The cam, gear and torque converter have to work together to allow the engine to spend as much of its time as possible in the range where it produces the most power. A typical carbed 383 that will make 400 HP should produce peak torque at about 3800 or 3900, and peak HP at about 5300. So, you want a gear that will allow it to go through the traps in 3rd gear at just above 5300, say 5500; you want to shift it at about 5100 or 5200, which will drop the RPM to about 3500 after the shift; and you want a converter that lets it rev to near 3000 at the line. Look for a cam that is specified to produce its max power in those RPM ranges. About 225 to 230 intake duration would be the right range. A set of good-flowing stock heads (not late-model truck heads, or 327 2-barrel heads, or any of that) with a mild port job should work OK. Make sure you get enough valve spring for the cam.

I'd suggest one of Comp's Xtreme series, specifically the 268 or the 274. Those are 224 and 230 intake duration respectively. They have the exhaust lobe larger than the intake, which is desirable with stock heads to help make up for the lesser flow of their exhaust ports.

As far as heads, about half of the motors ever sold in the world somehow have Corvette heads on them. I don't believe a word of that crap until I see them. And even then, some Corvettes came with the same s*** that every other mid-70s 180 HP 350 had... garbage. Don't assume that just because the seller invokes the magic "C" word, that some kind of magic will leap out and endow the heads with superior characteristics. The heads don't care what sheet metal (or fiberglass) they've been wrapped in over the course of their life.

Good luck! Post a casting number from the heads when you get them, that is the real deal that tells the unbiased truth about what they really are.

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Old 01-26-2001, 03:09 PM   #5
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Okay, I got the #'s off the heads:
378246
B126

Are they any good? They have some aftermarket valvetrain components on them, so I am guessing some kind of work has been done to them. Thanks!

Vman
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Old 01-26-2001, 03:40 PM   #6
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3782461?? Casting date should be B426???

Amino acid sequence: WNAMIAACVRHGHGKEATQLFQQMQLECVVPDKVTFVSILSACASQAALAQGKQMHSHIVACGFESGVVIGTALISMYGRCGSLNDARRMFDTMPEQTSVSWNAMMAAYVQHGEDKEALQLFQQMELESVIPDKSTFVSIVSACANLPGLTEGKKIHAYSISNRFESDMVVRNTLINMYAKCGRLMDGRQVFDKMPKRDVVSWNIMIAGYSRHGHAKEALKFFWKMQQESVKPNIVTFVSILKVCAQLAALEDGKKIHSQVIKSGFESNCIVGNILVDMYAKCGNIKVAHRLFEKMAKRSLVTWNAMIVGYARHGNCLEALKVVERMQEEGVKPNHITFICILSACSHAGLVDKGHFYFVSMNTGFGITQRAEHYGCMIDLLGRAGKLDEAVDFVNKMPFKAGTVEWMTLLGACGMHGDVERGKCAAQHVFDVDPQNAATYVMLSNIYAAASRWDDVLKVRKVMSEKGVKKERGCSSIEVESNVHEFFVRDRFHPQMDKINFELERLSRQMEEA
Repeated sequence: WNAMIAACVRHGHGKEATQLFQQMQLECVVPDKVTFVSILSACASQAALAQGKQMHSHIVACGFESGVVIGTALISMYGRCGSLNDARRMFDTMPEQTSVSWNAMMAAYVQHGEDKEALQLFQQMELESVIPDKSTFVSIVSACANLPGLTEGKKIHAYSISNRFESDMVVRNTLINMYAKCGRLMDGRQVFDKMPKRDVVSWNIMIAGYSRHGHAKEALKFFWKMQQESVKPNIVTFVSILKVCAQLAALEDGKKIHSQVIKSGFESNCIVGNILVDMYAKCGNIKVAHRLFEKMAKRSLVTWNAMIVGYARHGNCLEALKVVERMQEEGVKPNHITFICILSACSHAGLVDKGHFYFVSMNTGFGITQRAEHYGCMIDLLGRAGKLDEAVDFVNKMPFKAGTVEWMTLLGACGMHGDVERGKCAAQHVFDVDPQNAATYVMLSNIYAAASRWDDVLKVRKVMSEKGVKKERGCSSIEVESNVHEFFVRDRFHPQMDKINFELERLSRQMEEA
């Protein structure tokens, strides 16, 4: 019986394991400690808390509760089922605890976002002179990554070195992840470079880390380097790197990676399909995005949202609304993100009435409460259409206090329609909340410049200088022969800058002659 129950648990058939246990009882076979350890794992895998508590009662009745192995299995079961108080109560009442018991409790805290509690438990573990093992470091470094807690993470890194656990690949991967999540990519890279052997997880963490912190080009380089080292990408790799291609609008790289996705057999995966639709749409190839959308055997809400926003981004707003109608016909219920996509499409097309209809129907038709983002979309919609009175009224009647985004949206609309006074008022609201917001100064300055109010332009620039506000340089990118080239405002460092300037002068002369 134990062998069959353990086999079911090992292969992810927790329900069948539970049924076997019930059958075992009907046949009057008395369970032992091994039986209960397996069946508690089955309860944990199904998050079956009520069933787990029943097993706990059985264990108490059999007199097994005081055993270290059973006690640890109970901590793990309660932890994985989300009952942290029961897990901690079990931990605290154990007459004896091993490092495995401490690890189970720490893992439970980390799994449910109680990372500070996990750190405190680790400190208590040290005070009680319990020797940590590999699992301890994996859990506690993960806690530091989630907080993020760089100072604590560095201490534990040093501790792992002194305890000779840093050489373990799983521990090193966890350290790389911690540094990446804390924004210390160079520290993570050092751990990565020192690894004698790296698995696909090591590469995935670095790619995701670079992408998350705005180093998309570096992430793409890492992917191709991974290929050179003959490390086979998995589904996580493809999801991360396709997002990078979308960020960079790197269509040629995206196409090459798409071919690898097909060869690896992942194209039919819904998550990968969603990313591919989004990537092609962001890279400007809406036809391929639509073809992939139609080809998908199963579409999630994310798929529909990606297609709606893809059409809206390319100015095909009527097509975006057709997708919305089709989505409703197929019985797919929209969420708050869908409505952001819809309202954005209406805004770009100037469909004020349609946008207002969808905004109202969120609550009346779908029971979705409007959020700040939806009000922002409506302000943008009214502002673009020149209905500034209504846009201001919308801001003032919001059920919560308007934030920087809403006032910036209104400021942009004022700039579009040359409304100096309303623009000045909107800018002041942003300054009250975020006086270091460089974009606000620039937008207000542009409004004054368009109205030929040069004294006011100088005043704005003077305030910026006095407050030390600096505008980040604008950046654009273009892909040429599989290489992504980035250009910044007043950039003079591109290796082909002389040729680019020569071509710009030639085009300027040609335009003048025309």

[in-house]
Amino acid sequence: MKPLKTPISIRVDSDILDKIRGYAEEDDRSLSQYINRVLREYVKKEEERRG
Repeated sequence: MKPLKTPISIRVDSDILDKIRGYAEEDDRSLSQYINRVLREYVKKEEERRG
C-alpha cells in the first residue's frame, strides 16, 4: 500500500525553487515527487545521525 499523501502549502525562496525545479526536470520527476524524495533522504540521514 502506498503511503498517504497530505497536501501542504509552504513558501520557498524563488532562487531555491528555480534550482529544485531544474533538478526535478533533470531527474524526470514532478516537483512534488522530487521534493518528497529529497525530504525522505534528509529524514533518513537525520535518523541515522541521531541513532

Those are good flowing heads, however they don't have the accessory bolt holes in the ends of them. IIRC the 69 Camaro needs those, although it's not insurmountable. They have small chambers; the CR will be close to 11:1 with flat tops. You'll need dished pistons. Also, since they're the original "fuelie" heads, they're the ones that are very prone to detonation; you'll probably do best to pick pistons to go in the kit that put the CR no higher than 9:1.

The rest of the stuff I put in should work well with those. A Holley 750 vacuum secondary carb would go good on this.

What sort of aftermarket valve train parts? What diameter springs? That will tell you how far you can go with the cam.

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Old 01-26-2001, 04:05 PM   #7
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Yeah, you were right on the first #. It is 3782461, but the second is B126 for sure.
As for the accessory holes, what can I do about this problem? Is the only solution buying a different set of heads? The car does not have AC.
The pushrod guides are aftermarket. I don't really know how to tell about the rest of it. The spring diameter is 1 3/16". How large are the chambers in the heads? I think a CR of 11:1 might be a bit high. Any thoughts on what I should do?

Vman
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Old 01-26-2001, 04:52 PM   #8
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On the accessory brackets, with some headers you can use brackets to mount an alternator. If this is a manual steering chassis then that's probably the easiest way to handle it. The header brackets suck as they come but it is easy to add a brace to the bottom of the alternator to a water pump bolt, which will keep the bracket from stripping the bolt holes in the head as they always seem to do.